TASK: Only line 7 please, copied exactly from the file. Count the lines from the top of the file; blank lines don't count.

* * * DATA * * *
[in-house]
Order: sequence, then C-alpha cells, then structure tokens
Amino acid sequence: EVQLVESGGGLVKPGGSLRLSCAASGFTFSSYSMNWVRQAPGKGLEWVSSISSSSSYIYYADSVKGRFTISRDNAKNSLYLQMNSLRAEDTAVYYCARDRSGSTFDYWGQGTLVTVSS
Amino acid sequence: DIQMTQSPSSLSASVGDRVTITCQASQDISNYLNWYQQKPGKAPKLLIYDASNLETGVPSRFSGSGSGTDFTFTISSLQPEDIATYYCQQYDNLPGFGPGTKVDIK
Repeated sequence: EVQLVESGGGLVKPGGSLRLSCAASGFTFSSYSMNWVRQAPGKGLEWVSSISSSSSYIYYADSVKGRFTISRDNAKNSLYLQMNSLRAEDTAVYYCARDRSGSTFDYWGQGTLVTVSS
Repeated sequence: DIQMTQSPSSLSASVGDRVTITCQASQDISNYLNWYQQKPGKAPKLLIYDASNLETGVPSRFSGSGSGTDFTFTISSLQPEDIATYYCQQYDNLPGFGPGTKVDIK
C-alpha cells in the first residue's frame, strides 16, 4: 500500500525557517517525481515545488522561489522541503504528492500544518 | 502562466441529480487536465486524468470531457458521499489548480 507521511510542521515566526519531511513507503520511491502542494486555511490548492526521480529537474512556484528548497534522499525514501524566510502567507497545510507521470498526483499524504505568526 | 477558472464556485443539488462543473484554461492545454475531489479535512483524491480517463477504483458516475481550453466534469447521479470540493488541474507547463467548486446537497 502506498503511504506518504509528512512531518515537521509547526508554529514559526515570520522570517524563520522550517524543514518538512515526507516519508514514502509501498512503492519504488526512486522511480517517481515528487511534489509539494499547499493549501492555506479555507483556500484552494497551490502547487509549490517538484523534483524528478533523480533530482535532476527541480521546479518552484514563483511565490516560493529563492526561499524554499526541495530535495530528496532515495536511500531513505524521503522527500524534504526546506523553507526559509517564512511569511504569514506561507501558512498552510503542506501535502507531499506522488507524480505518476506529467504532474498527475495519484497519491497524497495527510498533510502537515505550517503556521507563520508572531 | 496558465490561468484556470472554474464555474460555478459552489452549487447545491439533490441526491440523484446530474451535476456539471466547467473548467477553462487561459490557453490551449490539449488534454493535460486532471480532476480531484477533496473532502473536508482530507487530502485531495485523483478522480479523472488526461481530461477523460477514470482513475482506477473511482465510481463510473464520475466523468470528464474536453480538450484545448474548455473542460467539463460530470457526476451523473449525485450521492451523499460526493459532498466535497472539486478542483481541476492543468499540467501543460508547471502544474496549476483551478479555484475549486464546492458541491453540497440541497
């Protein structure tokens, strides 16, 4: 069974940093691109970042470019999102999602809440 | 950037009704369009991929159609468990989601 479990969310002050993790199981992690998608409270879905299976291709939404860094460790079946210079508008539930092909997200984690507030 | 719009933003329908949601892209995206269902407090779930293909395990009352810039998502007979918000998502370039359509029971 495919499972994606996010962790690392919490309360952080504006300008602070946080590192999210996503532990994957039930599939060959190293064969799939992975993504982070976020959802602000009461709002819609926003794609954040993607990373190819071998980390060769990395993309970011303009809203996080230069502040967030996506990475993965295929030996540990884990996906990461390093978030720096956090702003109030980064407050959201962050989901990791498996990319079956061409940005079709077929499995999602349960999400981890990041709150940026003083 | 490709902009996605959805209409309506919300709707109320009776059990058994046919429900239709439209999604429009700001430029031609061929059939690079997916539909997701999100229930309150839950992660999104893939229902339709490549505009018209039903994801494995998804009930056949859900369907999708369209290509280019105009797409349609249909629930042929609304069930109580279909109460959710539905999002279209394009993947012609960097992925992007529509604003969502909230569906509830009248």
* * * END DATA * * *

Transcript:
C-alpha cells in the first residue's frame, strides 16, 4: 500500500525557517517525481515545488522561489522541503504528492500544518 | 502562466441529480487536465486524468470531457458521499489548480 507521511510542521515566526519531511513507503520511491502542494486555511490548492526521480529537474512556484528548497534522499525514501524566510502567507497545510507521470498526483499524504505568526 | 477558472464556485443539488462543473484554461492545454475531489479535512483524491480517463477504483458516475481550453466534469447521479470540493488541474507547463467548486446537497 502506498503511504506518504509528512512531518515537521509547526508554529514559526515570520522570517524563520522550517524543514518538512515526507516519508514514502509501498512503492519504488526512486522511480517517481515528487511534489509539494499547499493549501492555506479555507483556500484552494497551490502547487509549490517538484523534483524528478533523480533530482535532476527541480521546479518552484514563483511565490516560493529563492526561499524554499526541495530535495530528496532515495536511500531513505524521503522527500524534504526546506523553507526559509517564512511569511504569514506561507501558512498552510503542506501535502507531499506522488507524480505518476506529467504532474498527475495519484497519491497524497495527510498533510502537515505550517503556521507563520508572531 | 496558465490561468484556470472554474464555474460555478459552489452549487447545491439533490441526491440523484446530474451535476456539471466547467473548467477553462487561459490557453490551449490539449488534454493535460486532471480532476480531484477533496473532502473536508482530507487530502485531495485523483478522480479523472488526461481530461477523460477514470482513475482506477473511482465510481463510473464520475466523468470528464474536453480538450484545448474548455473542460467539463460530470457526476451523473449525485450521492451523499460526493459532498466535497472539486478542483481541476492543468499540467501543460508547471502544474496549476483551478479555484475549486464546492458541491453540497440541497